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Literary Las Vegas: Jessie Humphries

Protagonist Ruby Rose faces many of the same challenges of any teen in Las Vegas author Jessie Humphries’ young adult contemporary thriller “Killing Ruby Rose.”

Will Liam Slater, “Mr. Elusive, Mr. Preseason Favorite for Most Beautiful Eyes of the Senior Class, Mr. Too Cool for School (ask her) Miss Too School for Cool, to be his Senior Homecoming date?” How will she please her best friend Alana? How can she, and should she, mend fences with her mother? And how will she get the scuff off her strappy, black-leather Calvin Klein wedge heels?

But Ruby is far from “normal.”

Before his untimely death, her father trained her to defend herself.

“Surely, he’d never envisioned his young scholar turning into a vigilante stalker,” a teen more comfortable trailing a murderer who beat the system than being asked out on a date.

Humphries is scheduled to speak on pitching to agents and editors during a meeting of the Las Vegas Writers Group scheduled for 7 p.m. Sept. 18 at the Tap House, 5589 W. Charleston Blvd. A $5 meeting fee is charged. For more information, visit meetup.com/las-vegas-writers.

For more on Humphries, visit jessiehumphries.com.


Sure, I knew that stalking criminals was a bizarre after-school activity for a seventeen-year-old girl. But ever since SWAT Sergeant Jack Rose (aka my fallen father) was killed “in the line of duty,” I’d needed an outlet. A way to honor his memory. A challenge to focus all my efforts on. And yoga wasn’t doing the trick.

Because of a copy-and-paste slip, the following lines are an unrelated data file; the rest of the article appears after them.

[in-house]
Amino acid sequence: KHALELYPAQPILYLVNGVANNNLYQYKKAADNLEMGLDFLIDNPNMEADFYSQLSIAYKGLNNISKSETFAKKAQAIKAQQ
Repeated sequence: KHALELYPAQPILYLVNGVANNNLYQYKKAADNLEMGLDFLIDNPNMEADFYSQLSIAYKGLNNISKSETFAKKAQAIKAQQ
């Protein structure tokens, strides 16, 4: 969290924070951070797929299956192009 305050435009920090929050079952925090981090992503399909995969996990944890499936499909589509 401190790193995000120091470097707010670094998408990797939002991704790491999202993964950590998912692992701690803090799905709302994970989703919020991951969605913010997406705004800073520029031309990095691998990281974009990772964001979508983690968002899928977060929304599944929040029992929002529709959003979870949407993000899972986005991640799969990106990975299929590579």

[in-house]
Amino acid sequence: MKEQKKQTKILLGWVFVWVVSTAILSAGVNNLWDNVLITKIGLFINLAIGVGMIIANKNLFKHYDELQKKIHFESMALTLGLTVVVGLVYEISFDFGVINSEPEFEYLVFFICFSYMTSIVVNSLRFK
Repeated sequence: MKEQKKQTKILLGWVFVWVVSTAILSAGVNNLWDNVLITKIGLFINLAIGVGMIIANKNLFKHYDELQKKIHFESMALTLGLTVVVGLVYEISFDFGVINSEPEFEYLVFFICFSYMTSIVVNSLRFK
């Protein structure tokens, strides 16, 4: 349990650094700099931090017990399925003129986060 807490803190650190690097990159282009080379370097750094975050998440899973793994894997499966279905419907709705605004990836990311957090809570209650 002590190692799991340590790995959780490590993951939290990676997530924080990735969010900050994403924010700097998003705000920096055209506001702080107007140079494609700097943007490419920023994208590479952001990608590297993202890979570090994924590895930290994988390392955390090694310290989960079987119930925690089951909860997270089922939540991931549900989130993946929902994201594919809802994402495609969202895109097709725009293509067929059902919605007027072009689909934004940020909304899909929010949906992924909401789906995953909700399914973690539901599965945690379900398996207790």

Since the Department wasn’t talking, or releasing any information on the “continuing investigation” into his death that seemed more like a “discontinued investigation,” I had to do something to overcome the gnawing need for justice that never came. Obsessing over catching a predator my dad had hoped to put away had become that something. It wouldn’t bring Dad back from the dead, but it had brought me back from wanting to die. I could no longer afford to be the helpless little girl who cried herself to sleep every night. I had to find a reason to live.

And Sergeant Jack Rose hadn’t made me a weapons specialist and combat expert for nothing. For as long as I could remember, he’d trained me to be able to defend myself and protect others. Between sparring lessons and shooting practice, a spooky sound track had played in my head as he went on and on about what a dangerous world we lived in.

Nowhere was safe.

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